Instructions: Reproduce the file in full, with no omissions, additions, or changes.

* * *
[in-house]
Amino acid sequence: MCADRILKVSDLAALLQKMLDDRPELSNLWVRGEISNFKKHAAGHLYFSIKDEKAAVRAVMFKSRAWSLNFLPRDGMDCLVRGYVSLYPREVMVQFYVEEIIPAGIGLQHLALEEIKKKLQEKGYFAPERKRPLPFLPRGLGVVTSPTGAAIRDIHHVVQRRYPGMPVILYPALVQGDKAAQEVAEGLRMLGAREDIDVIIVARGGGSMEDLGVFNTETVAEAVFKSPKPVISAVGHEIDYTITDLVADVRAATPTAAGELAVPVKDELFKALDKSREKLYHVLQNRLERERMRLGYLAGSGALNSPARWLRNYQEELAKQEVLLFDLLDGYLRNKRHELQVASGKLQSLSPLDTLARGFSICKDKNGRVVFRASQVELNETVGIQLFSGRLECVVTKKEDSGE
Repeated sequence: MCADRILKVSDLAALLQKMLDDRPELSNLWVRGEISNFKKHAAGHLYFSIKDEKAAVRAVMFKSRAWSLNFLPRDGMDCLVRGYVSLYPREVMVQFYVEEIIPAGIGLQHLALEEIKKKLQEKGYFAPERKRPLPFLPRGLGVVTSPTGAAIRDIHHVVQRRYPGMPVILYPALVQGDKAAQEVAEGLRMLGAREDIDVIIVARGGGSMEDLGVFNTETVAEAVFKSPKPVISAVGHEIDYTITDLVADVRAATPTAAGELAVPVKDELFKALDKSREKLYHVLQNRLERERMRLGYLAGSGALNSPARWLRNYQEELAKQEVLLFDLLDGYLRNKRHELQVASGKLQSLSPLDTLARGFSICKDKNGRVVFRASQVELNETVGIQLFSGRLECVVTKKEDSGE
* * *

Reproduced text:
[in-house]
Amino acid sequence: MCADRILKVSDLAALLQKMLDDRPELSNLWVRGEISNFKKHAAGHLYFSIKDEKAAVRAVMFKSRAWSLNFLPRDGMDCLVRGYVSLYPREVMVQFYVEEIIPAGIGLQHLALEEIKKKLQEKGYFAPERKRPLPFLPRGLGVVTSPTGAAIRDIHHVVQRRYPGMPVILYPALVQGDKAAQEVAEGLRMLGAREDIDVIIVARGGGSMEDLGVFNTETVAEAVFKSPKPVISAVGHEIDYTITDLVADVRAATPTAAGELAVPVKDELFKALDKSREKLYHVLQNRLERERMRLGYLAGSGALNSPARWLRNYQEELAKQEVLLFDLLDGYLRNKRHELQVASGKLQSLSPLDTLARGFSICKDKNGRVVFRASQVELNETVGIQLFSGRLECVVTKKEDSGE
Repeated sequence: MCADRILKVSDLAALLQKMLDDRPELSNLWVRGEISNFKKHAAGHLYFSIKDEKAAVRAVMFKSRAWSLNFLPRDGMDCLVRGYVSLYPREVMVQFYVEEIIPAGIGLQHLALEEIKKKLQEKGYFAPERKRPLPFLPRGLGVVTSPTGAAIRDIHHVVQRRYPGMPVILYPALVQGDKAAQEVAEGLRMLGAREDIDVIIVARGGGSMEDLGVFNTETVAEAVFKSPKPVISAVGHEIDYTITDLVADVRAATPTAAGELAVPVKDELFKALDKSREKLYHVLQNRLERERMRLGYLAGSGALNSPARWLRNYQEELAKQEVLLFDLLDGYLRNKRHELQVASGKLQSLSPLDTLARGFSICKDKNGRVVFRASQVELNETVGIQLFSGRLECVVTKKEDSGE